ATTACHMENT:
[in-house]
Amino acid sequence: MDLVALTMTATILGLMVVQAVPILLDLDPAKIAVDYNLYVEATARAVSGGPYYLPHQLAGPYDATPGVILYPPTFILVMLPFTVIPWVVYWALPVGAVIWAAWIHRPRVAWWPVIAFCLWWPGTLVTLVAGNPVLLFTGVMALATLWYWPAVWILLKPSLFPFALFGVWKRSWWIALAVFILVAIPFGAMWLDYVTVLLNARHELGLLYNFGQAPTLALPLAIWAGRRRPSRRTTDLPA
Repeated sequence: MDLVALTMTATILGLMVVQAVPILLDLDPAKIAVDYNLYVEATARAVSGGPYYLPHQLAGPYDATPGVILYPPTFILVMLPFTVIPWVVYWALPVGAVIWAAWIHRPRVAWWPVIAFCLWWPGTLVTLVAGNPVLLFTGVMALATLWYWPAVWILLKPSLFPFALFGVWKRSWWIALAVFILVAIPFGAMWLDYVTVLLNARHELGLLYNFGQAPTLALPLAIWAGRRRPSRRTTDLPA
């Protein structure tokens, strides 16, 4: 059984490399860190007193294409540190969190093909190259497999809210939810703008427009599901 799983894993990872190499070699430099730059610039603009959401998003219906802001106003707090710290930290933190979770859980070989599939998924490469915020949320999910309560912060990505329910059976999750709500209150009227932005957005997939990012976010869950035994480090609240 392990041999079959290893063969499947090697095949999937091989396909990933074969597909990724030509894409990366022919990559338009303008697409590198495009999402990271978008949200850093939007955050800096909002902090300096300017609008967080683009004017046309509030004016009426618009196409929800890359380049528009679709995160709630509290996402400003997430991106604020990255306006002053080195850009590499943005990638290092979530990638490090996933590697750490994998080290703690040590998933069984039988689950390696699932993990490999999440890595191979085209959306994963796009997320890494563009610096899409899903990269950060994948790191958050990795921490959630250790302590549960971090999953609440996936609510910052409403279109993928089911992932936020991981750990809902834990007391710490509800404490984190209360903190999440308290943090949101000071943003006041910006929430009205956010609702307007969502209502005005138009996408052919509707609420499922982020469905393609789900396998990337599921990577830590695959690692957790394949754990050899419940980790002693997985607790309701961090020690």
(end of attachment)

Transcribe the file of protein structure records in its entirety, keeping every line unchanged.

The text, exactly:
[in-house]
Amino acid sequence: MDLVALTMTATILGLMVVQAVPILLDLDPAKIAVDYNLYVEATARAVSGGPYYLPHQLAGPYDATPGVILYPPTFILVMLPFTVIPWVVYWALPVGAVIWAAWIHRPRVAWWPVIAFCLWWPGTLVTLVAGNPVLLFTGVMALATLWYWPAVWILLKPSLFPFALFGVWKRSWWIALAVFILVAIPFGAMWLDYVTVLLNARHELGLLYNFGQAPTLALPLAIWAGRRRPSRRTTDLPA
Repeated sequence: MDLVALTMTATILGLMVVQAVPILLDLDPAKIAVDYNLYVEATARAVSGGPYYLPHQLAGPYDATPGVILYPPTFILVMLPFTVIPWVVYWALPVGAVIWAAWIHRPRVAWWPVIAFCLWWPGTLVTLVAGNPVLLFTGVMALATLWYWPAVWILLKPSLFPFALFGVWKRSWWIALAVFILVAIPFGAMWLDYVTVLLNARHELGLLYNFGQAPTLALPLAIWAGRRRPSRRTTDLPA
């Protein structure tokens, strides 16, 4: 059984490399860190007193294409540190969190093909190259497999809210939810703008427009599901 799983894993990872190499070699430099730059610039603009959401998003219906802001106003707090710290930290933190979770859980070989599939998924490469915020949320999910309560912060990505329910059976999750709500209150009227932005957005997939990012976010869950035994480090609240 392990041999079959290893063969499947090697095949999937091989396909990933074969597909990724030509894409990366022919990559338009303008697409590198495009999402990271978008949200850093939007955050800096909002902090300096300017609008967080683009004017046309509030004016009426618009196409929800890359380049528009679709995160709630509290996402400003997430991106604020990255306006002053080195850009590499943005990638290092979530990638490090996933590697750490994998080290703690040590998933069984039988689950390696699932993990490999999440890595191979085209959306994963796009997320890494563009610096899409899903990269950060994948790191958050990795921490959630250790302590549960971090999953609440996936609510910052409403279109993928089911992932936020991981750990809902834990007391710490509800404490984190209360903190999440308290943090949101000071943003006041910006929430009205956010609702307007969502209502005005138009996408052919509707609420499922982020469905393609789900396998990337599921990577830590695959690692957790394949754990050899419940980790002693997985607790309701961090020690």